In recent years, homeowners have become more concerned with backup power solutions. Severe weather events like Hurricane Sandy have magnified the need for backup power. The two most common home backup power technologies are generators and batteries. Before we dive into which technology is best for your home, let’s discuss your current energy usage. The average daily electricity consumption of an American household is around 30 kilowatt-hours (kWh), but ranges from about 16 kWh to 40 kWh. Utility rates, temperature, lifestyle, and environmental conscientiousness are some of the key factors that account for the variance in electricity consumption throughout the country.
Additionally, consumption is usually not evenly distributed throughout the day. Home electricity consumption typically peaks in the morning when people wake up, cook breakfast, and run the coffee machine. Electricity consumption peaks again in the evening when Americans get home from work, turn on their lights, cook dinner, and watch TV. It is important to understand when you use electricity so that you can reduce your consumption during a blackout. Why should you reduce consumption during an outage? Both of these technologies by themselves are more expensive than your utility and their use should be limited if possible. Therefore, during a power outage, your backup power system should be able to provide slightly less energy than you use on an average day.
Your Backup Power Options
There are two types of backup power systems most popular with today’s homeowners: batteries and generators. Batteries are usually mounted behind your home’s electrical meter, and they can be charged from any source of electricity. For most homeowners, that means that you charge your batteries with electricity supplied from the grid. However, homeowners with solar panel can also charge their batteries using energy from their solar panels. (These homeowners can also charge their batteries with electricity from the grid.) Generators, on the other hand, are connected to your home’s main gas line (or to a dedicated tank, depending on availability and preference), and burn various types of fuel (usually natural gas) to generate electricity.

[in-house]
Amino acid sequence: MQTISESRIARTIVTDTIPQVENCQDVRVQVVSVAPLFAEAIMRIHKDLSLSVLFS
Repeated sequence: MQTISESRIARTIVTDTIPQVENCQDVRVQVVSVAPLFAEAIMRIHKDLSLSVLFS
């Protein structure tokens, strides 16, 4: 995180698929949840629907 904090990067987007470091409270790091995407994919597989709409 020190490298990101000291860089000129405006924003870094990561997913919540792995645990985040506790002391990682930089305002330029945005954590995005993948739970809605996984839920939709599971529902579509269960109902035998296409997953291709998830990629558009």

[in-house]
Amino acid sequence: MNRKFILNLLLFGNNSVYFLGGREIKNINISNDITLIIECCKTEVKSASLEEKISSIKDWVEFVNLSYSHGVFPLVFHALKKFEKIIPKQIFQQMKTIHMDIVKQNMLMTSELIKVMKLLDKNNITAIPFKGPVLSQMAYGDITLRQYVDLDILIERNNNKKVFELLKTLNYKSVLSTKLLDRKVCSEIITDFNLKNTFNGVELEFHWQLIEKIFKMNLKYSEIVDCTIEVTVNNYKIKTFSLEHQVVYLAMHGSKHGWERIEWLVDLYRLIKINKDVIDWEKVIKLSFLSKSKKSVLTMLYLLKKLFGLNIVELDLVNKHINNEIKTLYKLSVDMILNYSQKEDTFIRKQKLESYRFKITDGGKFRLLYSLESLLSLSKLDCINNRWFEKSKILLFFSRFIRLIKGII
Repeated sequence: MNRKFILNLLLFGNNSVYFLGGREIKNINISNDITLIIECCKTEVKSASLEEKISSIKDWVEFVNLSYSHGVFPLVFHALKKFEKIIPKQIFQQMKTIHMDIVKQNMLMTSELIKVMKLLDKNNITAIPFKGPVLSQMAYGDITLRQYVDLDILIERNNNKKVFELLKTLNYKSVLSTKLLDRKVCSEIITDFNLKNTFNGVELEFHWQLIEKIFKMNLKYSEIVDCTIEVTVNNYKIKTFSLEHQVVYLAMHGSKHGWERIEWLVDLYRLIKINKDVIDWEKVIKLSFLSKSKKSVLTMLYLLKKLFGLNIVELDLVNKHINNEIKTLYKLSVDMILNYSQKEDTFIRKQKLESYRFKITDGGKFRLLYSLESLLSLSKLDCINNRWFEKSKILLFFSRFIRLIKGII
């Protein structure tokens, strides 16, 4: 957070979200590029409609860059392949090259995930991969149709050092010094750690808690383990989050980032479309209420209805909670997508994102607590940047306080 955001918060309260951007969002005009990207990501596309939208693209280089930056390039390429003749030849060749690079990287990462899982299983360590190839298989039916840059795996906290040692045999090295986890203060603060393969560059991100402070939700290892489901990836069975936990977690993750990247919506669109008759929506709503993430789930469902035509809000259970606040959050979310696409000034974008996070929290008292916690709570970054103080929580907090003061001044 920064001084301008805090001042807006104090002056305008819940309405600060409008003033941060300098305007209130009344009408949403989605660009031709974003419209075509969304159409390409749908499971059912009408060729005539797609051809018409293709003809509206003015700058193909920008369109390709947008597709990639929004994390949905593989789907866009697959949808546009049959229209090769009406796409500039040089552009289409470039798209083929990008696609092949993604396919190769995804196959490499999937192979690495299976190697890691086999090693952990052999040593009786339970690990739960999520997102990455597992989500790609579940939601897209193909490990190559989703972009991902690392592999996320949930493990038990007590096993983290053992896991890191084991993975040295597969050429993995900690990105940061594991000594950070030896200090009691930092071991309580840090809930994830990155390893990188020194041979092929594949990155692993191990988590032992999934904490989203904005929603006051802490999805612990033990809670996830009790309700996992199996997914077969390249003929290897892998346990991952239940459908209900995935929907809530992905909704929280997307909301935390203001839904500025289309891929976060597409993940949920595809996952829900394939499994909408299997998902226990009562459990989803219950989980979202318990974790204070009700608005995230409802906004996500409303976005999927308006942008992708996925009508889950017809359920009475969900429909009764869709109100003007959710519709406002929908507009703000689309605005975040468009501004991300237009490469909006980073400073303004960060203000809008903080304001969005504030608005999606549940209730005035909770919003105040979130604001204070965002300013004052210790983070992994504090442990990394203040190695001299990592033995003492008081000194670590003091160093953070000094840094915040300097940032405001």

Choosing the Right Option
Both have advantages and disadvantages, so choosing between the two is not always an easy task. How do you make the decision? What are the main criteria involved?
Let’s start with the basics: how long do you expect an outage to last?
In most urban and suburban areas, power outages rarely – and only under catastrophic circumstances, such as natural disasters – last for more than a few hours. 7-10 kWh can cover the power requirements of an average home for one evening. If you are conscious of the power outage, you can also reduce consumption as the utility works to get the grid back up. Both generators and batteries can supply the 7-10 kWh needed for a short power outage so the choice boils down to economics and environmental impact. A generator costs between $1,500 and $5,000 depending on brand and quality. You can expect to pay an extra $500 to $1,000 for installation. Batteries that can store 7-10 kWh can cost $3,000 to $5,000, but these systems also require an AC/DC power inverter (typically around $2,000) and professional installation (around $1,000). In total, you can expect to pay more upfront for a battery system, but you won’t have to pay for fuel like you would for a generator. Additionally, there are environmental impacts to consider. Batteries, especially when storing power from solar panels, are more environmentally friendly than fossil fuel generators.